"I'm going to speak my mind because I have nothing to lose."--S.I. Hayakawa

Monday, January 12, 2009

a quick tour of Seward, Alaska

I made an unnecessary trip to Seward this afternoon, which is 36 miles south of where I live in Moose Pass. I'm not going to tell you why I went to Seward, and was careful to be there at exactly 2 p.m. Suffice it to say that I have to be in the same spot at 2 p.m. TOMORROW.

Anyway, I decided to drive around and take a few pictures. The sun was already behind the ridge of mountains, and I haven't yet figured out how to adjust the exposure on this little digital camera, so all these pixs will seem dark. This first one is a shot of Resurrection Bay. Notice the spray blowing off the white caps. In the foreground, that dark brown log-looking thing is a sea otter.

If you click on these pictures, they will enlarge to full-screen, which can be a scary thing when you get to the one of the crows...
This is a coal ship in port, ready to take on a load of coal that comes from the Usibelli mine quite a ways north of Anchorage. It's transported to Seward in special rail cars, unloaded at a coal handling facility, then loaded on the ships for transport to Korea. A story in the newspaper recently said the city has shut down coal loading until weather conditions improve. It's been too cold for the glycol solution they spray on the coal to keep it damp and hold down the coal dust. When the wind blows, that dust will settle all over town.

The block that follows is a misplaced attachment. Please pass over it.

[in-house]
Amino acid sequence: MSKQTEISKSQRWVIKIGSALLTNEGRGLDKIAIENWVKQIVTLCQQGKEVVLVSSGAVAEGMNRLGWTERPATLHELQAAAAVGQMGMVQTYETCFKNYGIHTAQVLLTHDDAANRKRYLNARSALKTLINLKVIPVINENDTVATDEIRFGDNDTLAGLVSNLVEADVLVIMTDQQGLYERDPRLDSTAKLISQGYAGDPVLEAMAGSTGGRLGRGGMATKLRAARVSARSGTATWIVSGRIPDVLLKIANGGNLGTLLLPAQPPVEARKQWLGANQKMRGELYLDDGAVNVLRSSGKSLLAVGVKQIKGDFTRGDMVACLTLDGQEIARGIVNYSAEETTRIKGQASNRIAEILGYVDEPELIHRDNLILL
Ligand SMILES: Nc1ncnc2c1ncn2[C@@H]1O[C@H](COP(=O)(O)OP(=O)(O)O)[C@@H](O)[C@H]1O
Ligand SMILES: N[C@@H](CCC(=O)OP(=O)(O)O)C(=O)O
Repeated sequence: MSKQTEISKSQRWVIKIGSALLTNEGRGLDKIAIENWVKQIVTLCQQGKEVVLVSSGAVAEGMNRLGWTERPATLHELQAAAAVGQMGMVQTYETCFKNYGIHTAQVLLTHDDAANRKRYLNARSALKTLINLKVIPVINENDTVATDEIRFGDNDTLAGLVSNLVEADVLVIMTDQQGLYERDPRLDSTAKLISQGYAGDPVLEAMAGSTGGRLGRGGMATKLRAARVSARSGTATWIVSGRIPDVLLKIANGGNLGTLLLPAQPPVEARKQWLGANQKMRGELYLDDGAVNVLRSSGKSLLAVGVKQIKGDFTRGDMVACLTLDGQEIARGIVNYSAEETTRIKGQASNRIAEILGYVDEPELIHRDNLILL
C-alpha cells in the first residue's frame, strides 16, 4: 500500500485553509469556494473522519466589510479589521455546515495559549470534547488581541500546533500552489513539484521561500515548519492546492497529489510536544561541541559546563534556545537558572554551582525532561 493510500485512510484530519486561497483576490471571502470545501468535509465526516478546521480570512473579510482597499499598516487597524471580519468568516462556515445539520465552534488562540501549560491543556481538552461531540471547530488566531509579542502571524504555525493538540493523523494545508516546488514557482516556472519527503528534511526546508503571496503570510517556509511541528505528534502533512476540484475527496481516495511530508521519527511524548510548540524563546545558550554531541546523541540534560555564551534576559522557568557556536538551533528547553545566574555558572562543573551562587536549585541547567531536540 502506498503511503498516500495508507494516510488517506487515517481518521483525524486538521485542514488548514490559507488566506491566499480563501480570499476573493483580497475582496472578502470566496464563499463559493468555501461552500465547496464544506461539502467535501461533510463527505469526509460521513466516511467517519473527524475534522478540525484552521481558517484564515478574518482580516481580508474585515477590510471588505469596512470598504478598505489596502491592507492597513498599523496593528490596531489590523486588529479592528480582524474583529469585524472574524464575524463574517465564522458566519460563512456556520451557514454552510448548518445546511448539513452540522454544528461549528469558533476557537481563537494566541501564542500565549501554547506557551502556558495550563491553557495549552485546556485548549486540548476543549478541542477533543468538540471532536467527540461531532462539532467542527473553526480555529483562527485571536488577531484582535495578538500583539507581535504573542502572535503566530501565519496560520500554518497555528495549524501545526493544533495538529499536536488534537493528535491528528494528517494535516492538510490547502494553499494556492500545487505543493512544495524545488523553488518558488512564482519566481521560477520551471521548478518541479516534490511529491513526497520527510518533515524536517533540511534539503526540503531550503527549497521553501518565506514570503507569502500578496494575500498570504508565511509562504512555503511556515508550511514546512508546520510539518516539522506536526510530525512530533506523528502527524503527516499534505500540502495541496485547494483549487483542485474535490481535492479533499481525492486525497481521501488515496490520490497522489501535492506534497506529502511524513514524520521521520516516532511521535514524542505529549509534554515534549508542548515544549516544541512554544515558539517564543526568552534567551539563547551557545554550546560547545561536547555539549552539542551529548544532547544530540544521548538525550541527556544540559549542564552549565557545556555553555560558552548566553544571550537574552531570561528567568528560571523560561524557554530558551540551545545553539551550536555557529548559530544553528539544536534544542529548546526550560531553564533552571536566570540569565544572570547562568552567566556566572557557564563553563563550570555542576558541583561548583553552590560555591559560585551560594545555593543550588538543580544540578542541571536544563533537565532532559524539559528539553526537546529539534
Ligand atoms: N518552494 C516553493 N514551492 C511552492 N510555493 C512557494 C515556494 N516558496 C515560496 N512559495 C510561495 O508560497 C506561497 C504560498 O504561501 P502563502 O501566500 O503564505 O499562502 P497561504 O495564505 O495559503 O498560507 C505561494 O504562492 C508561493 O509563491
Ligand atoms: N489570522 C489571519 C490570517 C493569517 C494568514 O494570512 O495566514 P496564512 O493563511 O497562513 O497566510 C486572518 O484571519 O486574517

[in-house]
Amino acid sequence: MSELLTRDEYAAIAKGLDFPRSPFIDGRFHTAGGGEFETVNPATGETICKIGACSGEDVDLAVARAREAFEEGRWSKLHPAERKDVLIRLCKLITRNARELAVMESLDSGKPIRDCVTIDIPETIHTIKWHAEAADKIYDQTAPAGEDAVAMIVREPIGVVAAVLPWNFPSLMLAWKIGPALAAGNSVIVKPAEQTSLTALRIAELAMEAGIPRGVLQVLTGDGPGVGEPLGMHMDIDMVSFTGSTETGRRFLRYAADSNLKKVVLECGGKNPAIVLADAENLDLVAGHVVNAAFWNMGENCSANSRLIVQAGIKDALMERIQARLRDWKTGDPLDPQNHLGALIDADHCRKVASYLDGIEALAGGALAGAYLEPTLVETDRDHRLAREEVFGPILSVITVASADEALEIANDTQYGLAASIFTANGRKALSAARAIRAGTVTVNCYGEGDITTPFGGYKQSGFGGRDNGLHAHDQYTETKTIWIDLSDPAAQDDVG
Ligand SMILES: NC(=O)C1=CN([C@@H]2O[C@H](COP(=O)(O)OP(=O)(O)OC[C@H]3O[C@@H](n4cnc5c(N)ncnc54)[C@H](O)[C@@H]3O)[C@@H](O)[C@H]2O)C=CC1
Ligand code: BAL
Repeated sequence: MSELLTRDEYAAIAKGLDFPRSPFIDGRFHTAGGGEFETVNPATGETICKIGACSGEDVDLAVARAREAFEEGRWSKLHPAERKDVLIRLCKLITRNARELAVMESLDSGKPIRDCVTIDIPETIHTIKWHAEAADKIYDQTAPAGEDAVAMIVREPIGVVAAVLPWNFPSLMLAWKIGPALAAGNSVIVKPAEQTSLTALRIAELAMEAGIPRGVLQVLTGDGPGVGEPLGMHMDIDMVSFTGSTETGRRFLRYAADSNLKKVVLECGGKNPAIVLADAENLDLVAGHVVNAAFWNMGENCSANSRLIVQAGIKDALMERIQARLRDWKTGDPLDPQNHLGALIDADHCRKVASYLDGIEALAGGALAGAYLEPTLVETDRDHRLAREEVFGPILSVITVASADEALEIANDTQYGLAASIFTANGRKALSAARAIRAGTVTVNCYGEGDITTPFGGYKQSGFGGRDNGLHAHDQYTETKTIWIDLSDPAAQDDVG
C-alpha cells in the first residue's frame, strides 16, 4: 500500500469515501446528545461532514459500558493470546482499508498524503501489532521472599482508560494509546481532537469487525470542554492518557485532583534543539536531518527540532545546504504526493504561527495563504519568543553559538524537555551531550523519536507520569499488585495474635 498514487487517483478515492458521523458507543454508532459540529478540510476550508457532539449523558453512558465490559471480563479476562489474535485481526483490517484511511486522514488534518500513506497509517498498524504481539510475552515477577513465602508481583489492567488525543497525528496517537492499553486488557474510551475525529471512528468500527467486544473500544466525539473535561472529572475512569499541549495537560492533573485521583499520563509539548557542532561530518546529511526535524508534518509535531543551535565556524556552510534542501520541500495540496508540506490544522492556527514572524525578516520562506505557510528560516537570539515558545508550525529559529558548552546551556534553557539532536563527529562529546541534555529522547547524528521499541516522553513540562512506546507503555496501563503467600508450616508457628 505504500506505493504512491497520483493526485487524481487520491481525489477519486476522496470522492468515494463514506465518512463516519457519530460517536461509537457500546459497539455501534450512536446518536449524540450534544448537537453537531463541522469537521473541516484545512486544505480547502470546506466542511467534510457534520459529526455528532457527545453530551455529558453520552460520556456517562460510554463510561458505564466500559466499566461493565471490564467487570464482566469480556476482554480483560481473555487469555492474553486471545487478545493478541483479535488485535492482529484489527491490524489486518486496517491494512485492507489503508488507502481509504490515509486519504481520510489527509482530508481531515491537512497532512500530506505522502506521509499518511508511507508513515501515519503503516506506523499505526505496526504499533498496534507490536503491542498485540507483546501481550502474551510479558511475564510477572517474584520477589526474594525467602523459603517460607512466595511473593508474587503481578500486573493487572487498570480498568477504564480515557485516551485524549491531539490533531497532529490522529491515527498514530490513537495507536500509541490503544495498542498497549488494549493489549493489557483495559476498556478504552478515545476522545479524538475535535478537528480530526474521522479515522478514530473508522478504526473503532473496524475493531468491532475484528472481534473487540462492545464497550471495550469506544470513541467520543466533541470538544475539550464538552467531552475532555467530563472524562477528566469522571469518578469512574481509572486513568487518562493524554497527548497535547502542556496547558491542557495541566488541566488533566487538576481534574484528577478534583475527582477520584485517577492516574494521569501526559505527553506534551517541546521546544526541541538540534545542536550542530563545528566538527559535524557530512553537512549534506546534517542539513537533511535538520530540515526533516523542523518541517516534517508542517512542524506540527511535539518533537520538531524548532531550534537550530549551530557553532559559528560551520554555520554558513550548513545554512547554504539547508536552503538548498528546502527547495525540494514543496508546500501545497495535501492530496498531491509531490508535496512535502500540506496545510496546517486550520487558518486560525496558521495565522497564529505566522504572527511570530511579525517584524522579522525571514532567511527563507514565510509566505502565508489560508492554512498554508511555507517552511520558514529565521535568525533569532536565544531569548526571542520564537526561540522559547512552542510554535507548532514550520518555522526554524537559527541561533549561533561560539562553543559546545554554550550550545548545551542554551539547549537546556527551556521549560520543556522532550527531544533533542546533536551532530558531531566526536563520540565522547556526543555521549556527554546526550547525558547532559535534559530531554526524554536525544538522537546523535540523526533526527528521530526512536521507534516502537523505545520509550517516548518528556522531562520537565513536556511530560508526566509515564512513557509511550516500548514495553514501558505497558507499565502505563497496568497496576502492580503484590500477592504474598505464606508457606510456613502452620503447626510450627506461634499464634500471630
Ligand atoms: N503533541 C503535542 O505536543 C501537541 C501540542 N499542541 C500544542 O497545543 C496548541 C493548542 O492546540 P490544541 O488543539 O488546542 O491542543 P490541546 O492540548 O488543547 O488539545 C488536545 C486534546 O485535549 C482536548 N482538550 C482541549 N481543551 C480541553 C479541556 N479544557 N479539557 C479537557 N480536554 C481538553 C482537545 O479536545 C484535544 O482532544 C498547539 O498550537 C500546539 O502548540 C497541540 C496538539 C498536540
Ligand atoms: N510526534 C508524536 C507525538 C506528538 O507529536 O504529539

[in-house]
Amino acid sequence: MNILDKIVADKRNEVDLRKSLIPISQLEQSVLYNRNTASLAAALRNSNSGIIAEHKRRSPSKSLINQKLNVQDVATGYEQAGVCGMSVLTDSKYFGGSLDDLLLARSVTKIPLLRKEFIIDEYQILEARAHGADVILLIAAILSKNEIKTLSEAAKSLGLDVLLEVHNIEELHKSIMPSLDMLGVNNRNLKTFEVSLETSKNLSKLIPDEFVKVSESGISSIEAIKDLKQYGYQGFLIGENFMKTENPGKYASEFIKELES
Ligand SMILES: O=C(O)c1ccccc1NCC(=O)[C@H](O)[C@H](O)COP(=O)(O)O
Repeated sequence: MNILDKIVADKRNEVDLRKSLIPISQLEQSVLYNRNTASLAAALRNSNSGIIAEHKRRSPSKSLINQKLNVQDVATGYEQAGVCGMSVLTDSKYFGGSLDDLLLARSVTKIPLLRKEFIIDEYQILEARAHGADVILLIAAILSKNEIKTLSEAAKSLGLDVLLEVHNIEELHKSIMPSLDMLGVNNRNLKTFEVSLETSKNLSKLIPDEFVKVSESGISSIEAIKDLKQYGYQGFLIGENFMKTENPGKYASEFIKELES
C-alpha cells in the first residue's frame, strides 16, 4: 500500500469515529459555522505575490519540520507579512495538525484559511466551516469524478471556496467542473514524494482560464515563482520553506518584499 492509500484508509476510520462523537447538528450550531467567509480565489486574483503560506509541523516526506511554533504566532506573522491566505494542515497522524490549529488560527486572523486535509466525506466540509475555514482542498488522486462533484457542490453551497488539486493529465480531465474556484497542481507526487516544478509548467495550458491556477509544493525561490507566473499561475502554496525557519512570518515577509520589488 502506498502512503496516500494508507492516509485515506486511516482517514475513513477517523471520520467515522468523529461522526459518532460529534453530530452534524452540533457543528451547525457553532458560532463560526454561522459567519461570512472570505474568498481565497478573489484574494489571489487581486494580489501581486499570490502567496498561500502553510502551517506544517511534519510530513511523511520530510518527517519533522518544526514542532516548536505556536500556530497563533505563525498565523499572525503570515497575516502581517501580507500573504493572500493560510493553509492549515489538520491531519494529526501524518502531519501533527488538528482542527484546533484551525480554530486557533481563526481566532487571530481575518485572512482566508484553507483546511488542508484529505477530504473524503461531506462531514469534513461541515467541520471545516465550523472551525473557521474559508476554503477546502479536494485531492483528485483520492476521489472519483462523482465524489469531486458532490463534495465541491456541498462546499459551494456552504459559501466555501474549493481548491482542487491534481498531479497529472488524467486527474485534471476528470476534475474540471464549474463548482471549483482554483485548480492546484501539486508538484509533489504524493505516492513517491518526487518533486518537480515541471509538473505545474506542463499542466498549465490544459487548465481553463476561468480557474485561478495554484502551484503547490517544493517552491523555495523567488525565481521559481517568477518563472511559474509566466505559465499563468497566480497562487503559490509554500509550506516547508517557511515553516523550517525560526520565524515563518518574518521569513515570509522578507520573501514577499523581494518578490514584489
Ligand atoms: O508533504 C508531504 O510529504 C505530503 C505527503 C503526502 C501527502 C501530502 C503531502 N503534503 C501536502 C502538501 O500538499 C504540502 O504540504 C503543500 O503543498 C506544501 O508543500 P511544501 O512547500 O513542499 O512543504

The ramp thing is a conveyor system that brings the coal from a holding area and drops in into the ship's hold.

As soon as I parked to take a photo of the ship, Seward's ubiquitous crows came looking for a handout. I had a half dozen granola bars in the truck, and shared them all with the crows.

This is not a very good picture of Seward's main street.

One of the several murals on bldgs. around Seward.

This is one of Seward's older buildings.

This beauty is the carved wooden door of Yoly's Bistro.

This is the Ballaine House, one of the historic homes in Seward. It is the centerpiece of a row of homes built on Millionaire's Row.

Seward also has its share of more eclectic residences. This one is a quonset hut. My first home in Alaska was a quonset hut, but that was in Anchorage in 1948.

And these, on the ridge above the Seward Lagoon, are mansions overlooking Resurrection Bay.

These are some waterfront condos. They have a name, but I can't remember what it is because I call them the Breakaway Condos. Right after they were completed, in the mid-80s, a fall storm over-loaded a creek running through this area. The creek jumped its banks and washed out the foundation of the condo unit that used to be at the far left of this row. Then the unit broke away from the rest.

This is the unit that detached from its siblings. It got moved down the road a ways and turned in a club house for the yacht club.

How's this for a waterfront hotel? It's the new Holiday Inn Express. That's ice there down below it, in a protected part of the small boat harbor.

Here's another view of the coal ship and the loading facility. That thing that looks like a pipe running on top of the breakwater is a covered conveyor.

That's it for this tour. As I said, I have to be back in Seward tomorrow at 2 p.m.....


  1. You're right. Those enlarged crows are pretty scary.

    I liked the Seward tour. Very interesting to me to see this part of the world and what kind of business is there, how people live, etc.

    Okay. So will you tell us today why you have to be there at 2pm??? Inquiring minds want to know!

  2. I'm with Beth, please let us know whats happening at 2, or are you going to make us worry all day?